- Price Factor: High. It’s a high-quality grill at a high-end price.
- Cook Area: 18.5 in. 262 sq. in. offers enough room for cooking for large gatherings and barbeques.
- Heat Retention: This one offers outstanding heat retention for both competitors and serious backyard chefs.
- Startup Time: Better heat retention means a slower startup time. Two hours should be good enough to get up to temp for grilling.
- Additional accessories: Ash Tool and Grill Lifter.
- The slow startup time may be a little frustrating for beginners.
- Excellent quality
- Very easy to add coals
- Plenty of cooking space
- High price
5. Broil King 911470 Keg 5000 Kamado Grill
Some people are afraid of ceramics. That extends to ceramic kamado grills, as well. Who hasn’t had something made of ceramic break? It can be a shattering experience if you’ll pardon the pun. Ceramic-shy cooks like this grill because it can’t crack. We like that feature too.
- Build Quality: Here’s something a little unusual: There is no ceramic insulation. The shell is just double-walled steel. But ceramic kamado grill reviews sometimes mention cracking. It’s rare, but it does happen. This design does away with that worry. The hardware is steel, just like the top vent, and the lower damper is iron.
- Price Factor: Expect to pay around $900 for this one. Is it worth it? If it wasn’t, you wouldn’t be reading about it here.
- Cooking Area: There’s an 18” main grate and a slightly smaller secondary. That’s pretty average. It’ll do for an average family-sized cookout.
- Heat Retention: Average. The two layers of steel do the trick nicely.
- Startup time: Quick. There is no ceramic to heat. Score another one for steel.
- Additional Accessories: It comes with detachable resin side shelves. We wish it came with more, but we do like the durability of the included shelves. The removable ashtray on this updated model is cool. It sure makes cleaning up easier.
- Ease Of Use: The secondary rack swings out. You won’t have to remove it if you need better access to the main grate below. How cool is that? It enhances the usability of this grill.
- Good heat retention
- Very durable
- 10-year warranty on the shell
- With such a quick startup, this one uses more charcoal than a ceramic Kamado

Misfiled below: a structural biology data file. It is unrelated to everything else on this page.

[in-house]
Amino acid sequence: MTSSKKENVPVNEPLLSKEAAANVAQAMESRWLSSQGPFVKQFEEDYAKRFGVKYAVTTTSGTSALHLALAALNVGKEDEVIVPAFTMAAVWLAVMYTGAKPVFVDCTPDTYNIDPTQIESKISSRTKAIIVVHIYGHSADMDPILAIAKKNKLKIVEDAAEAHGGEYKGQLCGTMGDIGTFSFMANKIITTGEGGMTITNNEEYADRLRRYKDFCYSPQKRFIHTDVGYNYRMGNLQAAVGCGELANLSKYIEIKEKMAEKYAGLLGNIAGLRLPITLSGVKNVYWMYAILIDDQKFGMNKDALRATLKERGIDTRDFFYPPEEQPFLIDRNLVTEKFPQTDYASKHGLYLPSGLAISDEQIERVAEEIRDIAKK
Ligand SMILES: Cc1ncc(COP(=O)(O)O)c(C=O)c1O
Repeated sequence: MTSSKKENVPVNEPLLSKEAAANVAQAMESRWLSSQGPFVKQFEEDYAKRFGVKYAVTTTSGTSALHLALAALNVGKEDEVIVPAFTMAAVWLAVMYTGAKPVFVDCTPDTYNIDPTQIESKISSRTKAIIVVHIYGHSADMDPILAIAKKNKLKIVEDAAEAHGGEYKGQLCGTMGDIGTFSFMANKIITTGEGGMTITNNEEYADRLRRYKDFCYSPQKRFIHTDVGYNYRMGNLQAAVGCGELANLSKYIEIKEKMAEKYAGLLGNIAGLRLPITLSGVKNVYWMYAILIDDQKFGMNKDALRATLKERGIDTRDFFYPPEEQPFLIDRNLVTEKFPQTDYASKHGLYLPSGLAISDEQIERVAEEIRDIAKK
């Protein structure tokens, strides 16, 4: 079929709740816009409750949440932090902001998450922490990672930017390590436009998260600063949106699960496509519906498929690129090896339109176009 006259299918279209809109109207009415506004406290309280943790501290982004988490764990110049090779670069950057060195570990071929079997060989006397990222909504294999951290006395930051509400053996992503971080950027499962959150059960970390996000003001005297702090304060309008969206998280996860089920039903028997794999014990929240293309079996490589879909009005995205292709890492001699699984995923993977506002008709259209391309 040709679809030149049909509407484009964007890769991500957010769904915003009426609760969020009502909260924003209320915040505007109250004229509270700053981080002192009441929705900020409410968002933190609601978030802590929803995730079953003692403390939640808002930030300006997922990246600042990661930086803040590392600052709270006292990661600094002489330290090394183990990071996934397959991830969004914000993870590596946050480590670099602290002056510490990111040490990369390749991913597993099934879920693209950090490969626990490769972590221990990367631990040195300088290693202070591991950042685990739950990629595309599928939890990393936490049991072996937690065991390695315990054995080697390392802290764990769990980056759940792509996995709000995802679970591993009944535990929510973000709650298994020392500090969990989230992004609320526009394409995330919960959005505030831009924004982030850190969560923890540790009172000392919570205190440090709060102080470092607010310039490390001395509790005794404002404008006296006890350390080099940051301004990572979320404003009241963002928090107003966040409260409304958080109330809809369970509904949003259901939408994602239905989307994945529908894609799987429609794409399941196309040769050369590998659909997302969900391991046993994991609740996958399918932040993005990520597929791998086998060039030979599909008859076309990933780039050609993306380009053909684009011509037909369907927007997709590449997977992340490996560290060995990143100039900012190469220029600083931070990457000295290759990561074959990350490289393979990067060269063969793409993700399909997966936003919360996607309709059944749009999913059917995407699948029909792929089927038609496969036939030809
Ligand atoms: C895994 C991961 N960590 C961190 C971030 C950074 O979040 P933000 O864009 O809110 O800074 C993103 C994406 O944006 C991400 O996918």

6. Lonestar Chef SCS-K15B Kamado Grill
It’s not for competitions or pros, but the average backyard cook likes this mini kamado grill. Everyone likes the value and the extras you get.
- Build Quality: This grill has a decently thick ceramic capsule and a steel nest. It’s tough and durable but still weighs just around 80 pounds.
- Price Factor: It’s a cheap Kamado grill, but it is built tough and can stand up to years of regular use without rusting.
- Cooking Area: At just 15”, there isn’t much room on the main grate. It’s enough for a family, but things can get kind of cramped if you go to do some serious grilling.
- Heat Retention: Very good. The thick ceramic does a great job of keeping the heat and moisture inside, where it belongs.
- Startup Time: The smallish size allows for quick heating, even though the ceramic is so thick. It shouldn’t take more than 90 minutes to get up to 450 degrees if you use enough quality charcoal.
- Additional Accessories: Look at everything you get: An electric starter for safe starting, a grill cover to protect your investment from the elements, and a deflector stone for indirect cooking. That is almost $100 in free accessories.
- Ease Of Use: It’s easy, especially with the included electric starter.
- Useful accessories included
- Its small size makes it portable
- Fantastic heat retention
- A bit small for some
7. Tusy Kamado Grill
People are impressed with the value, just like we are. They’re happy to get such a well-made and functional Kamado for such a great price.
- Build quality: Here we see the typical ceramic capsule and steel shell design that you’ll find in the higher quality kamados. The cooking grate is cast iron, which is durable and easy to clean if you season it properly.
- Price Factor: We like the value. Truly, this is the top Kamado grill under $500.
- Cooking Space: The 18” cooking space on the main grate is plenty for the average family or a backyard gathering with your friends.
- Heat Retention: What you’d expect from a good ceramic kamado. You still might have to add some coals when cooking thick roasts.
- Startup time: Average. Figure on 90 minutes of warming time before you drop anything on the grate.
- Additional Accessories: It comes with an ash tool for quicker cleanup. You also get two wood shelves for keeping spices nearby.
- Ease Of Use: The lid dampers slide just as easily as the vents turn. Extra still lid springs help when it comes time to check your food.
- Nice price
- Great value
- It’s a bit heavy for its size, although that really shouldn’t matter unless you plan on using it as a portable grill
8. Duluth Forge 18 Inch Kamado Grill
The excellent online reviews have made this one of the most popular big green egg-style grills. The tall profile is familiar to many people, so they naturally gravitated to this one. All in all, everyone was happy with their purchase and would recommend this kamado to their friends.